Monday, November 12, 2012
Published July 2003, audio by Recorded Books LLC
Source: I found this one for $2 at my library book sale
In Laura Moriarty's extraordinary first novel, a young girl tries to make sense of an unruly world spinning around her. Growing up with a single mother who is chronically out of work and dating a married man, 10-year old Evelyn Bucknow learns early how to fend for herself. Offering an affecting portrayal of a troubled mother/daughter relationship, one in which the daughter is very often expected to play the role of the adult, the novel also gives readers a searing rendering of the claustrophobia of small town midwestern life, as seen through the eyes of a teenage girl. Evelyn must come to terms with the heartbreaking lesson of first love -- that not all loves are meant to be -- and determine who she is and who she wants to be. Stuck in the middle of Kansas, between best friends, and in the midst of her mother's love, Evelyn finds herself . . . in The Center of Everything.
I'm a bit lost on what to say about The Center of Everything to be honest. I so loved Moriarty's The Chaperone; I couldn't wait to read another of her books. Perhaps it was the narration, perhaps it was the entirely different kind of story, but this book just did not do it for me. I kept waiting for something to happen. More importantly, I guess, I kept waiting to like Evelyn again.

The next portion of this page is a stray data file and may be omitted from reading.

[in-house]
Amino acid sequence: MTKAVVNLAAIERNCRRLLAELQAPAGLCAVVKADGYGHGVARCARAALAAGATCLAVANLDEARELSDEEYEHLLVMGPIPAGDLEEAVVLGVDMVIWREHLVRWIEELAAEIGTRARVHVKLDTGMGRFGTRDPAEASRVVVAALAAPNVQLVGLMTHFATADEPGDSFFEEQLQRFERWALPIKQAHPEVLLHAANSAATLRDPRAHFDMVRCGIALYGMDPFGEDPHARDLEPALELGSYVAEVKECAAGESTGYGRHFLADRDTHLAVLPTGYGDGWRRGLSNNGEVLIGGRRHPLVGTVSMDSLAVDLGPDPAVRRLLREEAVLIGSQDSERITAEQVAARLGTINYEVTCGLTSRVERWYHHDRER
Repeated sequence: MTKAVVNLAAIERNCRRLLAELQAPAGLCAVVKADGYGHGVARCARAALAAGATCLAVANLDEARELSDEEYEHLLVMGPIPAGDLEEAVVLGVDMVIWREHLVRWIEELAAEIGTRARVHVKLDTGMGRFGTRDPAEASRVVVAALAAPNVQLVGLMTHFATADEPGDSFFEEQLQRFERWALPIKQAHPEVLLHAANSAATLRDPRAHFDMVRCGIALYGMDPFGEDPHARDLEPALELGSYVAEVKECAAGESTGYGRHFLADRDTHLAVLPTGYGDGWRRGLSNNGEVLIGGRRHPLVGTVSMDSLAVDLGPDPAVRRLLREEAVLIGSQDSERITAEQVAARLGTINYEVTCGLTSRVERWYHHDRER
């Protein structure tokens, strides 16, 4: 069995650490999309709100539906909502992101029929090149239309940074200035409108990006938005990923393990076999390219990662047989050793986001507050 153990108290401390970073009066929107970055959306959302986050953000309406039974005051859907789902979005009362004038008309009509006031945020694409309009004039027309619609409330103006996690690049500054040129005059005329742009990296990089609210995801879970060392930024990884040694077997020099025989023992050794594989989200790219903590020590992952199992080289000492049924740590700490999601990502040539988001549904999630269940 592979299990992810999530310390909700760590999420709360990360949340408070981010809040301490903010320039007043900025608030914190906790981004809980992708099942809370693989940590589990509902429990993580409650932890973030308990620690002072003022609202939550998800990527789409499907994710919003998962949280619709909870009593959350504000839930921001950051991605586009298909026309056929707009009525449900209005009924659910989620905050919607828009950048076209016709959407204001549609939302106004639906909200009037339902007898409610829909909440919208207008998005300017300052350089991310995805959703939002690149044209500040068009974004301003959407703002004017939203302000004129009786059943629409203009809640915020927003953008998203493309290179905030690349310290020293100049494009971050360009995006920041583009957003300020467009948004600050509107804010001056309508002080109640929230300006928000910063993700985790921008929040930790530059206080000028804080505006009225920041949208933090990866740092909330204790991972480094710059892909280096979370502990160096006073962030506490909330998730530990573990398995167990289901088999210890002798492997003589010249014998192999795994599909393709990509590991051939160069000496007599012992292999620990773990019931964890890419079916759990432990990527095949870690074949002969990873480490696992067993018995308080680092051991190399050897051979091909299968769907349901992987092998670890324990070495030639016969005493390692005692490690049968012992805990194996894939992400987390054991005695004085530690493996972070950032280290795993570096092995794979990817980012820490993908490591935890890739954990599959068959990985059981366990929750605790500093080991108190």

In the beginning I liked Evelyn and her mother, Tina. Tina is a young mother, a girl who got pregnant as a teen, resulting in irreparable damage to Tina's relationship with her father. Life isn't easy for Tina and Evelyn but they had each other and it seemed that Tina understood her responsibility to Evelyn.
And then it was as if the wheels fell off of the wagon. Tina didn't make good choices, couldn't keep her emotions in check; Evelyn became, well, something of a brat. And that's where they stayed - battling each other as much as their circumstances. I wanted to shake Evelyn constantly and tell her to stop feeling sorry for herself.
Then again, maybe it was just the voice. Really, it grated on my nerves. Perhaps if I had read this book, Evelyn would have been a more sympathetic character for me. Readers who have posted reviews on Barnes & Noble almost all loved this book and loved Evelyn. I wish I would have.
Posted by Lisa at 1:30 AM